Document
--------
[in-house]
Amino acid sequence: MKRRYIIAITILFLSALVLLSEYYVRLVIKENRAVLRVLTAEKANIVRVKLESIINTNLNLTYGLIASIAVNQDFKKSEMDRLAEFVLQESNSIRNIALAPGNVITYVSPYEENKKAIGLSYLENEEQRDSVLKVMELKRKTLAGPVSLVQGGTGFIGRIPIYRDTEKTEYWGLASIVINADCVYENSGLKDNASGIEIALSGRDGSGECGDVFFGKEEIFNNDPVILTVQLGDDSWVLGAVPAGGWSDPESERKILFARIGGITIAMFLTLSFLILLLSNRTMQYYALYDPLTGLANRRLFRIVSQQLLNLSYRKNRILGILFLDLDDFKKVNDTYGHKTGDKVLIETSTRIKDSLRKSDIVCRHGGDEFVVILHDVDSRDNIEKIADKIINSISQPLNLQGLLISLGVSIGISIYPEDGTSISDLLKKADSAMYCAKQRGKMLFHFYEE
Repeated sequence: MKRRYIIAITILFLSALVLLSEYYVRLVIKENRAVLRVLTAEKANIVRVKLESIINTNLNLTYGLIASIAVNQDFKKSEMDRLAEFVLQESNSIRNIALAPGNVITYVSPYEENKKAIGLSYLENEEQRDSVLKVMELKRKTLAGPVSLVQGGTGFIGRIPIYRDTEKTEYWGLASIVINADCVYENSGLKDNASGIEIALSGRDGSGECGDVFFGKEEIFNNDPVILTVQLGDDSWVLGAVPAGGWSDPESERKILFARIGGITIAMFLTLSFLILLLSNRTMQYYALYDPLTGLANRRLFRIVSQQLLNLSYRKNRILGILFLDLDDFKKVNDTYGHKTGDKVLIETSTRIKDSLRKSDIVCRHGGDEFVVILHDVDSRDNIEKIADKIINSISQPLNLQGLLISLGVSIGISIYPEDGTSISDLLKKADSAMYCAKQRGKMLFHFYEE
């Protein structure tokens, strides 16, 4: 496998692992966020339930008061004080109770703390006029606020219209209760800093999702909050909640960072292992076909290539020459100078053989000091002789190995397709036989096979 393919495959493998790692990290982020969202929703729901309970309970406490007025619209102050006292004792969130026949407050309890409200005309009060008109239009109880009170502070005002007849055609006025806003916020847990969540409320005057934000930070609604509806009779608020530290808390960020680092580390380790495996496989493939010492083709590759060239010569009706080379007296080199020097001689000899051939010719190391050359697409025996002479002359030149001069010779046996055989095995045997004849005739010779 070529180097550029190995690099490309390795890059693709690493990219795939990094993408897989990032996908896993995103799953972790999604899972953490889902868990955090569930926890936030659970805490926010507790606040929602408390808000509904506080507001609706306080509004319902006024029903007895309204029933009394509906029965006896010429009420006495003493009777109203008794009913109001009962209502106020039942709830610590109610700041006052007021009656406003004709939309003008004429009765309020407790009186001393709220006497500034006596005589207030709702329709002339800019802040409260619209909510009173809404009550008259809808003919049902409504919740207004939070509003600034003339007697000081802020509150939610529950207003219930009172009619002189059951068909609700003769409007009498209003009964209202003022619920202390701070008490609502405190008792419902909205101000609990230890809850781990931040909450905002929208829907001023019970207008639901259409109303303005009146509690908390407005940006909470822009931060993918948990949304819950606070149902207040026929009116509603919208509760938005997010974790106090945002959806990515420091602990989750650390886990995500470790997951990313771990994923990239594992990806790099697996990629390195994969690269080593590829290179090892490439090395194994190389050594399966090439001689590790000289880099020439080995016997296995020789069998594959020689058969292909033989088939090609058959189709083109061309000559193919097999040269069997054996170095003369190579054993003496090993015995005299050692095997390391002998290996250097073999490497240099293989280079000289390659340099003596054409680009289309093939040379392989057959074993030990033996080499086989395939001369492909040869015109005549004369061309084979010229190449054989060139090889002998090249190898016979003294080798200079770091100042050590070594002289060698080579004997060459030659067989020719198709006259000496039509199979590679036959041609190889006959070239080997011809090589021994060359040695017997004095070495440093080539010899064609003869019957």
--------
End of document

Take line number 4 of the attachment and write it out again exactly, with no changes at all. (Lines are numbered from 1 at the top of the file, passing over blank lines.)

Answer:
């Protein structure tokens, strides 16, 4: 496998692992966020339930008061004080109770703390006029606020219209209760800093999702909050909640960072292992076909290539020459100078053989000091002789190995397709036989096979 393919495959493998790692990290982020969202929703729901309970309970406490007025619209102050006292004792969130026949407050309890409200005309009060008109239009109880009170502070005002007849055609006025806003916020847990969540409320005057934000930070609604509806009779608020530290808390960020680092580390380790495996496989493939010492083709590759060239010569009706080379007296080199020097001689000899051939010719190391050359697409025996002479002359030149001069010779046996055989095995045997004849005739010779 070529180097550029190995690099490309390795890059693709690493990219795939990094993408897989990032996908896993995103799953972790999604899972953490889902868990955090569930926890936030659970805490926010507790606040929602408390808000509904506080507001609706306080509004319902006024029903007895309204029933009394509906029965006896010429009420006495003493009777109203008794009913109001009962209502106020039942709830610590109610700041006052007021009656406003004709939309003008004429009765309020407790009186001393709220006497500034006596005589207030709702329709002339800019802040409260619209909510009173809404009550008259809808003919049902409504919740207004939070509003600034003339007697000081802020509150939610529950207003219930009172009619002189059951068909609700003769409007009498209003009964209202003022619920202390701070008490609502405190008792419902909205101000609990230890809850781990931040909450905002929208829907001023019970207008639901259409109303303005009146509690908390407005940006909470822009931060993918948990949304819950606070149902207040026929009116509603919208509760938005997010974790106090945002959806990515420091602990989750650390886990995500470790997951990313771990994923990239594992990806790099697996990629390195994969690269080593590829290179090892490439090395194994190389050594399966090439001689590790000289880099020439080995016997296995020789069998594959020689058969292909033989088939090609058959189709083109061309000559193919097999040269069997054996170095003369190579054993003496090993015995005299050692095997390391002998290996250097073999490497240099293989280079000289390659340099003596054409680009289309093939040379392989057959074993030990033996080499086989395939001369492909040869015109005549004369061309084979010229190449054989060139090889002998090249190898016979003294080798200079770091100042050590070594002289060698080579004997060459030659067989020719198709006259000496039509199979590679036959041609190889006959070239080997011809090589021994060359040695017997004095070495440093080539010899064609003869019957």